History of Legal and Illegal Drugs from 1925 to 1940 A.D.

About the history of legal and illegal drugs from 1925 to 1940 A.D. in particular Morphine addiction, bootleg liquor sales, coffee bureau, tax on marijuana, creation of LSD.

1928 In a nationwide radio broadcast entitled "The Struggle of Mankind Against Its Deadliest Foe," celebrating the 2nd annual Narcotic Education Week, Richmond P. Hobson, prohibition crusader and antinarcotics propagandist, declares: "Suppose it were announced that there were more than a million lepers among our people. Think what a shock the announcement would produce! Yet drug addiction is far more incurable than leprosy, far more tragic to its victims, and is spreading like a moral and physical scourge. . . . Most of the daylight robberies, daring holdups, cruel murders, and similar crimes of violence are now known to be committed chiefly by drug addicts, who constitute the primary cause of our alarming crime wave. Drug addiction is more communicable and less curable than leprosy. . . . Upon the issue hangs the perpetuation of civilization, the destiny of the world, and the future of the human race."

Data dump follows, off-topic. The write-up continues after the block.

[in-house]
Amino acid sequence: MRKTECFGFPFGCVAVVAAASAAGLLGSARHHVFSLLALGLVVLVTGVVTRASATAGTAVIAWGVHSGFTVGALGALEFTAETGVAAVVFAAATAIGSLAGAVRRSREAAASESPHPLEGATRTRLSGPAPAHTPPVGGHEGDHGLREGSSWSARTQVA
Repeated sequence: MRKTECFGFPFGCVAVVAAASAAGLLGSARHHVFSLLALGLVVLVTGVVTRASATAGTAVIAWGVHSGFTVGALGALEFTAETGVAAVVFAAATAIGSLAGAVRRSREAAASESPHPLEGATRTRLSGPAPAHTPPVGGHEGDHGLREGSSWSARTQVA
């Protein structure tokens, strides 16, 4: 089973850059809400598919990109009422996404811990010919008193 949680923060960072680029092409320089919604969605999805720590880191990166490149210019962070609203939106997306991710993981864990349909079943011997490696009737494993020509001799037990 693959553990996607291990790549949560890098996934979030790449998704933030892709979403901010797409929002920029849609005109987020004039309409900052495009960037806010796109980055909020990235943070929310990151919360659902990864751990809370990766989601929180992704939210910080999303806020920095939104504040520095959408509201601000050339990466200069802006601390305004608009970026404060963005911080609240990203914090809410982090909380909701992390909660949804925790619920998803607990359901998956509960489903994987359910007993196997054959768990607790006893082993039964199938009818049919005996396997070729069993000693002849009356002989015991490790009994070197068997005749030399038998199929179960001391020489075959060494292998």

1928 It is estimated that in Germany one out of every hundred physicians is a morphine addict, consuming 0.1 grain of the alkaloid or more per day.

1929 About one gal. of denatured industrial alcohol in 10 is diverted into bootleg liquor. About 40 Americans per million die each year from drinking illegal alcohol, mainly as a result of methyl (wood) alcohol poisoning.

1930 The Federal Bureau of Narcotics is formed. Many of its agents, including its 1st commissioner, Harry J. Anslinger, are former prohibition agents.

1936 The Pan-American Coffee Bureau is organized at the 1st Pan-American Coffee Conference, in Bogota, Colombia. A principal objective of the bureau is "to formulate a cooperative effort for the promotion of increase in per-capita consumption of coffee in the U.S. through the creation of a fund to conduct an educational and advertising campaign." During the 1st 4-year period from the start of the bureau's advertising (1938 to 1941), U.S. coffee consumption increases approximately 20%, while it takes 24 years (1914 to 1937) for another similar increase to occur.

1937 Shortly before the passage of the Marijuana Tax Act, Commissioner Harry J. Anslinger writes: "How many murders, suicides, robberies, criminal assaults, holdups, burglaries, and deeds of maniacal insanity it [marijuana] causes each year, especially among the young, can only be conjectured."

1937 The Marijuana Tax Act is enacted.

1938 Since the enactment of the Harrison Act in 1914, 25,000 physicians have been arraigned on narcotics charges, and 3,000 served penitentiary sentences.

1938 Dr. Albert Hofmann, a chemist at Sandoz Laboratories in Basle, Switzerland, synthesizes LSD. Five years later he inadvertently ingests a small amount of it, and reports its effects on himself.

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